Farmers plan fresh protest near Parliament to mark one year of agitation


The agricultural unions will mark a year of their agitation against three agricultural laws passed by the Modi government on November 26 by converging in large numbers at the borders of the national capital, and by organizing demonstrations near Parliament for the duration of the next session of winter which will begin on November 29, their leaders announced Tuesday.

Samyukta Kisan Morcha (SKM), an umbrella organization of agricultural unions, said it had decided to intensify protests across the country from November 26, which is a “historic” occasion. On November 28, they will hold a rally in Mumbai at Azad Maidan, the platform said.

Tens of thousands of farmers are campaigning against the three laws enacted in September 2020 to liberalize domestic agricultural trade. Agricultural unions, mainly from Punjab, Haryana and Uttar Pradesh, staged protests at five sites near Delhi’s borders: Singhu, Ghazipur, Tikri, Dhansa and Shahjahanpur (on the Rajasthan-Haryana border).

On November 26, farmers from all northern states will visit these sites, a farm manager said. “This day is also Constitution Day, when the Constitution of India was adopted by the Constituent Assembly in 1949. November 26 also marks a year of strike action across India by the working class year last, “said a statement from the agricultural unions.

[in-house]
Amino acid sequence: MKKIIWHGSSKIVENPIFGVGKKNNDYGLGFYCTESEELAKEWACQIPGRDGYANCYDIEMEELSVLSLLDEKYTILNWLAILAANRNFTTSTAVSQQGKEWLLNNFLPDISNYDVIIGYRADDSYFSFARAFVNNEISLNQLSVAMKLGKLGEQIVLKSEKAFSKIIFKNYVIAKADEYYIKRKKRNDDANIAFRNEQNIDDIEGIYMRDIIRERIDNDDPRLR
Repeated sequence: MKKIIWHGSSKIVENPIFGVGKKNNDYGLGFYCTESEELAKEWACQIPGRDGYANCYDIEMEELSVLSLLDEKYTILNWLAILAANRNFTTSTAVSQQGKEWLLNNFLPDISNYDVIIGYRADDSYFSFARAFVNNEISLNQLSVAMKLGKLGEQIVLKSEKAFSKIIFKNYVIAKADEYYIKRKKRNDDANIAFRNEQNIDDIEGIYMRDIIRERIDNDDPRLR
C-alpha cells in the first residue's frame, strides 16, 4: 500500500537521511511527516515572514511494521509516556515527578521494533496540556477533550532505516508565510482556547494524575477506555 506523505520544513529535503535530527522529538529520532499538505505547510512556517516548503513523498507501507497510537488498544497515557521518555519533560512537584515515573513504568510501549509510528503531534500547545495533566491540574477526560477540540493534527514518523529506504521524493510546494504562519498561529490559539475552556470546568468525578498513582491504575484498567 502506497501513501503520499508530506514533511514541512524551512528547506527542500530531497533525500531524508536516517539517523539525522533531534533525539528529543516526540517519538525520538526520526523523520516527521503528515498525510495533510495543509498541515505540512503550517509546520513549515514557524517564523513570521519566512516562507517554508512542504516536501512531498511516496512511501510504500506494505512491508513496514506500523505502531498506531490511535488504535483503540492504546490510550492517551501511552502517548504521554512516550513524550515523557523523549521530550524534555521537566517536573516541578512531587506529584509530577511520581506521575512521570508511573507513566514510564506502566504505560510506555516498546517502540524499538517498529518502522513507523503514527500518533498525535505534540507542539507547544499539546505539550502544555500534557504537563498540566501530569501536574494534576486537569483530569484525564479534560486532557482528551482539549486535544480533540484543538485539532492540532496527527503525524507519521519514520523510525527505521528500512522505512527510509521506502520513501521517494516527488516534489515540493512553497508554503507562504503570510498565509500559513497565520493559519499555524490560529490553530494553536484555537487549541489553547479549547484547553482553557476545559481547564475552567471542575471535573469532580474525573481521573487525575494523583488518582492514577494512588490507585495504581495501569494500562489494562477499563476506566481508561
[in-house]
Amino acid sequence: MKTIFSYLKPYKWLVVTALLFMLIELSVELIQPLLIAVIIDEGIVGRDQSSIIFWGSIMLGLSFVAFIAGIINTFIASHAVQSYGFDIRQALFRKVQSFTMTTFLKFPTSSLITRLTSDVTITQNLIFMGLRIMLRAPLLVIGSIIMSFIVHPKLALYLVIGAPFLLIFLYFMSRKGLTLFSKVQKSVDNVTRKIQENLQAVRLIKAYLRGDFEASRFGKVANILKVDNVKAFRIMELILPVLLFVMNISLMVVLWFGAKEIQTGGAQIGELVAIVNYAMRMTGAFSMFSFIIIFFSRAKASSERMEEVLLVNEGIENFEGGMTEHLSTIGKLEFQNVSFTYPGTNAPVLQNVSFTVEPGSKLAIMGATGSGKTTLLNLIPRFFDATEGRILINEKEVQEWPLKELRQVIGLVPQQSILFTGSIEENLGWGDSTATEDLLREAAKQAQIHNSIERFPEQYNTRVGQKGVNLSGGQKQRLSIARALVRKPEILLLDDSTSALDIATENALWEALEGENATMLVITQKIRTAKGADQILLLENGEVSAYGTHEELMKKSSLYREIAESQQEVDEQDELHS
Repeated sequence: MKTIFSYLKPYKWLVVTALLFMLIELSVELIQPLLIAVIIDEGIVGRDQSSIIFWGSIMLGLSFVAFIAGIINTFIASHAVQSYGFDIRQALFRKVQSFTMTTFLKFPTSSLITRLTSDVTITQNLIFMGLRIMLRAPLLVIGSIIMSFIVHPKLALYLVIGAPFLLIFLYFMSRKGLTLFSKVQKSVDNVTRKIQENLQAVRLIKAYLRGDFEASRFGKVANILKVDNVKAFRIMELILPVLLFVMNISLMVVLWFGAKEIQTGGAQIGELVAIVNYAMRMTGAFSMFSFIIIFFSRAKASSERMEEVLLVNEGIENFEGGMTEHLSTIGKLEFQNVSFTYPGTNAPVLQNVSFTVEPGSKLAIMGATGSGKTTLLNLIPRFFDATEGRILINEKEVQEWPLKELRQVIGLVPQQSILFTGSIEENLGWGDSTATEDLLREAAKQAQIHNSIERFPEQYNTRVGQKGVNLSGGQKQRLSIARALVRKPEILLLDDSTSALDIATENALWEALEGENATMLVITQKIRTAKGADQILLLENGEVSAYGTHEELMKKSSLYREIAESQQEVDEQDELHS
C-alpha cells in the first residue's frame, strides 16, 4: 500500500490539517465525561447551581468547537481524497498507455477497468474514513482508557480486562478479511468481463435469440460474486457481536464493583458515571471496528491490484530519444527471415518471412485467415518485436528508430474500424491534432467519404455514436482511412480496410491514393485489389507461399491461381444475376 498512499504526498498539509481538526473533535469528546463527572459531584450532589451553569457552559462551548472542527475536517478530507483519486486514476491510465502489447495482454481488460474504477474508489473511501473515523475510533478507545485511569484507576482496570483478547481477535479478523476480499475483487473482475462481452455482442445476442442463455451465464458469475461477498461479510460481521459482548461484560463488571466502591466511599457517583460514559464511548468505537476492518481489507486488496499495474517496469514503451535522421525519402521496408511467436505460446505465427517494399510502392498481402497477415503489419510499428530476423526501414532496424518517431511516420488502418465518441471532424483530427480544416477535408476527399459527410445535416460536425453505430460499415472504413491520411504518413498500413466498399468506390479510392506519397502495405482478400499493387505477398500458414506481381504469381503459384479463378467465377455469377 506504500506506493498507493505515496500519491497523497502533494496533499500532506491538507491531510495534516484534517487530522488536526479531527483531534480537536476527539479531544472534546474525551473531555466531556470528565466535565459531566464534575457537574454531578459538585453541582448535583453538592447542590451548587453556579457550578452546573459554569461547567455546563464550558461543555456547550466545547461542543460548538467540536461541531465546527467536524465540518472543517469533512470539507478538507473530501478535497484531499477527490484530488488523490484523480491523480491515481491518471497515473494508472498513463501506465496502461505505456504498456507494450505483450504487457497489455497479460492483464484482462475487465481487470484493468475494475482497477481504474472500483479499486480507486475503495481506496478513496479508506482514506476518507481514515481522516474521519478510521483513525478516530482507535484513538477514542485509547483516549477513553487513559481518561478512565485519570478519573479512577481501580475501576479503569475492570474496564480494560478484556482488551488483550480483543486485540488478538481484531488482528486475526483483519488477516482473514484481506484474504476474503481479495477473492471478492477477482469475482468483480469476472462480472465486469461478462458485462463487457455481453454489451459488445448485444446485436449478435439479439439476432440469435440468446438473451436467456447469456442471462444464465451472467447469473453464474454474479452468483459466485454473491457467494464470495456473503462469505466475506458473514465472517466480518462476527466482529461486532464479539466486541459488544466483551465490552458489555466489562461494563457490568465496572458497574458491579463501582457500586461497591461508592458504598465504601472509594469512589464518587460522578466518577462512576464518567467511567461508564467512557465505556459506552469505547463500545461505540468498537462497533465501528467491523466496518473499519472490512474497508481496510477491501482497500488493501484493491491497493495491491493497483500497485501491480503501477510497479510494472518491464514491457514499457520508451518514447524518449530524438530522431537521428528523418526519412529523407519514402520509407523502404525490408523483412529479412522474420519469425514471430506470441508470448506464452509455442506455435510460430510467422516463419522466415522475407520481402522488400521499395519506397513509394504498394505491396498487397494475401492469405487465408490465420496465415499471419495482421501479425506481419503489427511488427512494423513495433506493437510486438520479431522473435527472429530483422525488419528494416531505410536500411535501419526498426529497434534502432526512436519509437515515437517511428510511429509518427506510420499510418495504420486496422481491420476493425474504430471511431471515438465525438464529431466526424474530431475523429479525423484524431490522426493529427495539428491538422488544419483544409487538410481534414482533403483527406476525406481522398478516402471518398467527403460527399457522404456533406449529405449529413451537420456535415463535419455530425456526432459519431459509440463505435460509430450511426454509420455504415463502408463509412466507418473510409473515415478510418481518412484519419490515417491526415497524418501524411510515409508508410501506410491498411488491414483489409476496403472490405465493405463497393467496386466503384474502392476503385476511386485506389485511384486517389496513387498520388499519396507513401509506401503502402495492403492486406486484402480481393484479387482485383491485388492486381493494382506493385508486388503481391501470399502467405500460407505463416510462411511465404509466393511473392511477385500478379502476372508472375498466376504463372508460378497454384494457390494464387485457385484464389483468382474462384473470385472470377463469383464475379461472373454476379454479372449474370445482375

“The SKM has decided that from November 29 until the end of this parliamentary session, 500 selected volunteer farmers will come to Parliament every day in tractor trucks peacefully and with total discipline, to assert their rights to demonstrate in the national capital. he added.

Farmers say the new laws – the Agricultural Trade and Trade Law (Promotion and Facilitation), the Essential Products Law (Amendment) and the Agreement on Price Assurance and Farmers’ Agricultural Services (empowerment and protection) – will leave them at the mercy of big companies who could dictate prices and wean them from state support.

The government argued that the changes would not alter an existing state-backed system to offer guaranteed prices, but would free up agricultural trade, stimulate investment and increase income.

The laws aim to ease restrictions on trade in agricultural products by establishing free markets, which will coexist with regulated markets, allow food traders to stock large stocks of food for future sales, and establish a national framework. for contract farming on the basis of written agreements. .

On January 26, a planned Republic Day celebration by farmers who staged a tractor march in Delhi took a turn for the worse when protesters turned violent and stormed the Red Fort, a landmark.

During one of the October 2 protests, a convoy of vehicles belonging to Ashish Mishra, the son of Union Minister of State for House Ajay Mishra Teni, reportedly passed through protesters in Lakhimpur, killing four farmers and triggering violence that killed four other people. . The minister’s son was subsequently arrested.

On January 13 of this year, the Supreme Court temporarily suspended the three laws and formed a panel of experts to review them. The panel submitted its report to the tribunal, which it has yet to consider.


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